In this guide, you will learn how easy filing a freight claim is.
To help find answers about filing a freight claim, we’ve put together an interactive table of contents. Click each link to be transferred to its section – or, you can scroll down and start from the beginning.
Filing a freight claim is a process that can be more of a headache than anything since accidents happen. There are many causes, including those that are outside of our reach, that contribute to such accidents in freight shipping. Whether you are a small business owner or a corporate professional, there will be a time when a shipment is damaged during transit by ground, air or sea. When this happens, freight claims are brought into play. Even if something like this can be extremely difficult and time-consuming, it does not mean it should be ignored. Filing a freight claim form can be a long and difficult process, but will be worth it for the compensation of the damaged freight.
The first step is knowing what filing a freight claim entails. Freight claims are legal demands against the carrier for a payment of money for loss or damages to shipments. The claim must be legitimate and include damages that may have been caused during the shipment. It must be noted here that not all damages are a result of the carrier but can come from natural circumstances and shipper’s negligence (see Carmack Amendment).
That being said, it is not up to the carriers to automatically file damaged freight. When the shipment arrives at the destination, make sure to check for any damages before signing the receipt. Pay attention to every part or item of the cargo; open crates and containers if needed. Concealed damages may happen, and failure to find these damages can shift responsibility to the receiver, rather than the carrier. It is important to document all damages with their accompanying photos.
Refusing the freight will cause more problems and potentially more money at the end of the day. Carriers will have to ship it back to the facility for processing. Although some carriers may be okay with this, it may cost additional fees. Those that receive the freight are responsible for all storage and processing fees. Therefore, looking for a reliable warehousing option is beneficial to the success of a winning freight claim. Although some receivers may not have warehousing options, finding a third-party source would be the better option than storage that could potentially further damage the items.
Related Article: Success in Supply Chain Starts with Warehousing Efficiency
If the claim rewards full value for the damages, carriers have the option to take full ownership. Getting rid of damaged freight could lead to a claim not fully getting paid off, or completely denied. The carrier has the right to salvage the goods.
To receive compensation for the damaged freight, it is important to know that the invoice must be paid before filing a freight claim form. Not paying off the bill can hinder resolving the claim. Even if it’s a sure fact that the carrier caused the damages, it will save much more future headaches if the freight bill is paid off. It may be tempting to withhold the payment, but this will just delay the process even longer, especially with global shipments.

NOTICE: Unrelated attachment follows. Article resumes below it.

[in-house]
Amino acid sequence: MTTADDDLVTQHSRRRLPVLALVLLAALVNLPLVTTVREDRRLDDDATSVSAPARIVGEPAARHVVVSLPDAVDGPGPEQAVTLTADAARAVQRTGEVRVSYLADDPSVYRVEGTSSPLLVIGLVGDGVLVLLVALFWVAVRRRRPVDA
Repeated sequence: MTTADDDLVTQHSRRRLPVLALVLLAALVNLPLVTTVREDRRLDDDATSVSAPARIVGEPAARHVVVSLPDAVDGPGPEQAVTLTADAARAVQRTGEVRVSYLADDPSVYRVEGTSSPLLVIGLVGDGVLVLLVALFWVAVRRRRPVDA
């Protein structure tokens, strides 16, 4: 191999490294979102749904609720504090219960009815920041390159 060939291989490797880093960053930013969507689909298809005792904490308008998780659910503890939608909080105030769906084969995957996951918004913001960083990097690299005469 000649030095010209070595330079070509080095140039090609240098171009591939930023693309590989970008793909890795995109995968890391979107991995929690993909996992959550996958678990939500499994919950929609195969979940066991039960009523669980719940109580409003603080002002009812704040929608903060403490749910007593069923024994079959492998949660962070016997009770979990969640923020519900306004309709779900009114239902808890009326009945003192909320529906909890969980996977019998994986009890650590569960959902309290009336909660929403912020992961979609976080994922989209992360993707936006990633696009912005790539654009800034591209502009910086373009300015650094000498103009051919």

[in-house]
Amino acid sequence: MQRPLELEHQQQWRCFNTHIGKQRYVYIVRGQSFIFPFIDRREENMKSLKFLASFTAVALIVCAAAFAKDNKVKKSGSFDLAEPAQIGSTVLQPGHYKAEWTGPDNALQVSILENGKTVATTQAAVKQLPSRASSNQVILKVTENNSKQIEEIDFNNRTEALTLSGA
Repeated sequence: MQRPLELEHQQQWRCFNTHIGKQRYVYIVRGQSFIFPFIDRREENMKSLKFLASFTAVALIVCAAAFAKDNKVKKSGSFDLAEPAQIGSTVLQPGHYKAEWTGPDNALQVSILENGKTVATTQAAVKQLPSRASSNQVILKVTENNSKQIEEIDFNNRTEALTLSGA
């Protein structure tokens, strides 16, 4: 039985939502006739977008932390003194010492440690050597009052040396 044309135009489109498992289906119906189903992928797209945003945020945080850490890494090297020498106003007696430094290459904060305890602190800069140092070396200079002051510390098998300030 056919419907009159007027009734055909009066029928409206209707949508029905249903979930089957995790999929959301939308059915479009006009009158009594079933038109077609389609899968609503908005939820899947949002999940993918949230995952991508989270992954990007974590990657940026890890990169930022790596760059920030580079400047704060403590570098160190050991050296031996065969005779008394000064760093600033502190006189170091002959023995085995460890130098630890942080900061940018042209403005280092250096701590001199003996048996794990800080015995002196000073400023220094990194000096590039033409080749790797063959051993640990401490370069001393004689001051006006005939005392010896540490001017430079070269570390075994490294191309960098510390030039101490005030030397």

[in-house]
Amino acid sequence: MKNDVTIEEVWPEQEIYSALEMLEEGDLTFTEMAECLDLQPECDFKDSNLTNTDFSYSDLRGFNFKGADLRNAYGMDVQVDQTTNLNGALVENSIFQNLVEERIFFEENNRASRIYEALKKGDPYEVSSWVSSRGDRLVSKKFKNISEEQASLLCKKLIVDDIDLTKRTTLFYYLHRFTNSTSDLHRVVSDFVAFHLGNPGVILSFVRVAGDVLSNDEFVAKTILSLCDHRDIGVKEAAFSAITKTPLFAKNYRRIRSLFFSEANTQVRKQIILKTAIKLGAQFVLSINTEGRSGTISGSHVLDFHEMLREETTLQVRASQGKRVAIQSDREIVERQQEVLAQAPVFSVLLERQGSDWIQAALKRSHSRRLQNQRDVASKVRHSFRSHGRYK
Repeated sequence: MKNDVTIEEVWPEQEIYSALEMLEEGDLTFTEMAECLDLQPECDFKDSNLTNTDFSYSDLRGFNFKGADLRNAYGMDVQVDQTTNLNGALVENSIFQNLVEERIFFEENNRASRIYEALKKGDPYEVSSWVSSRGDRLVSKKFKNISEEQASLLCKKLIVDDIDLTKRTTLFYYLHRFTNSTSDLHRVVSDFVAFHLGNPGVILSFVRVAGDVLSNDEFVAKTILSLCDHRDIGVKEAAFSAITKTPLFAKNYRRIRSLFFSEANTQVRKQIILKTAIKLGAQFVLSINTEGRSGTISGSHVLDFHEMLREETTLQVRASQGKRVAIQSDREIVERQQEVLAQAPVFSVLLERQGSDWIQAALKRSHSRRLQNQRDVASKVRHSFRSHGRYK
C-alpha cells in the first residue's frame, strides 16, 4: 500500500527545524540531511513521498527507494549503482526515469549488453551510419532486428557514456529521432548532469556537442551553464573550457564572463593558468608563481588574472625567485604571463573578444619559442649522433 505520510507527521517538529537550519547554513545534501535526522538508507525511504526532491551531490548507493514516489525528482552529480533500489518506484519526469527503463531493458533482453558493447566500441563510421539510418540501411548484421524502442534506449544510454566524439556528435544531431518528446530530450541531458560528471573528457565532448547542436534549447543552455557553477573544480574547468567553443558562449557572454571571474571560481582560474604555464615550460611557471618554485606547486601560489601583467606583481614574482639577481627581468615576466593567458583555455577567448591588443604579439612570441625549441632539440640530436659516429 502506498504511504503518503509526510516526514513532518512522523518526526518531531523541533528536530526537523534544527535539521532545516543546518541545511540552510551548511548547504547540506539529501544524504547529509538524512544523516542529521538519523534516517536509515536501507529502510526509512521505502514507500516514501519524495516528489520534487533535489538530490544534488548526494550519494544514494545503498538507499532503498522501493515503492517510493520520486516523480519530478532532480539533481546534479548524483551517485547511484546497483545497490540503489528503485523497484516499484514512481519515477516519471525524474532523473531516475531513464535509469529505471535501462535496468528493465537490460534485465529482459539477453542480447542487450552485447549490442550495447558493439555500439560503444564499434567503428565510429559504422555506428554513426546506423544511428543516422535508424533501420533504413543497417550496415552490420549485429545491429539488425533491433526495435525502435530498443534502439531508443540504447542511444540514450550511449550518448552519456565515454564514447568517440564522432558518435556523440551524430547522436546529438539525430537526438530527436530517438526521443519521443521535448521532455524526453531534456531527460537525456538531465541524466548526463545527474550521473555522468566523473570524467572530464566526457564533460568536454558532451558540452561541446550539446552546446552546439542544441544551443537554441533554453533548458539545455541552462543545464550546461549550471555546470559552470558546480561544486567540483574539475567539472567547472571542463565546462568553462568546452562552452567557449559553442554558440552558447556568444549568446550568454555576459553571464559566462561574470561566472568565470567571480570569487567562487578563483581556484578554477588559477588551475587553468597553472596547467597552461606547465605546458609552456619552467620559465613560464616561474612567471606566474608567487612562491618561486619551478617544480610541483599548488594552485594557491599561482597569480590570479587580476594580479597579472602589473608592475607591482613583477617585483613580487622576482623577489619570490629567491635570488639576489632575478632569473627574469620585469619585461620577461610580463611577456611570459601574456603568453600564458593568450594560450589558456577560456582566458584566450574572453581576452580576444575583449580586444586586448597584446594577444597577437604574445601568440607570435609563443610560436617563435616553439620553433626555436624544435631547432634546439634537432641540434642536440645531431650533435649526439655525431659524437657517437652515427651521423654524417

Always take the higher road when it comes to paying off the claims.
The bill of lading is a legally required document that must be completed before a freight shipment is taken out. It works as a receipt for freight services and seen as a contract that protects both freight carrier and shipper. This document contains detailed information on the type, quantity, and destination of the goods being shipped. It is normally issued by a carrier and given to the shipper.
Freight claim laws vary across different provinces, states, and countries. Looking at the Bill of Lading will help determine what the claim rules are and if there are any special laws that must be followed. It must be understood that the point of origin will dictate the jurisdiction in which the claim will be settled.
For example, if a shipment is delivered to Mexico from Canada incurred damages, then the Canadian claim laws will apply during the freight claims process.
- Copy of the freight bill (paid)
- Copy of the invoice showing the amount paid
- Copy of the packing slip
- Copy of the Bill of Lading
- Photos of damages
- Write up of losses or damages
- Proof of delivery
- Completed freight claim form
Once all damages are noted, documents are gathered and the corresponding parties are notified, it is time to fill out the freight claim form. Even though filling out the form may be the last step, it is important to know that carriers must acknowledge a claim within 30 days of initial filing. The sooner the freight claim form is filled out, the sooner the process starts for reimbursement on damages. Failure to submit within the allotted time will risk a voided claim.
It is also imperative that the claimant mitigates any additional losses and damages to the best of their ability while taking action in a timely manner. If a package is damaged, it should never be left out in the rain, snow or intense heat. This could potentially damage the shipment even further and will not be covered by the claim form.
Improper handling of freight claims can be extremely expensive. Not only does the process can incur additional costs, it can be very time consuming, frustrating and drawn out. The point of the matter is having a well- trusted freight forwarding and shipping expert in your corner can help reduce risks of loss and damages. If you are looking for a global freight and logistics company to handle your cargo, Mach 1 Global will be your trusted experts. Contact us today to get started!
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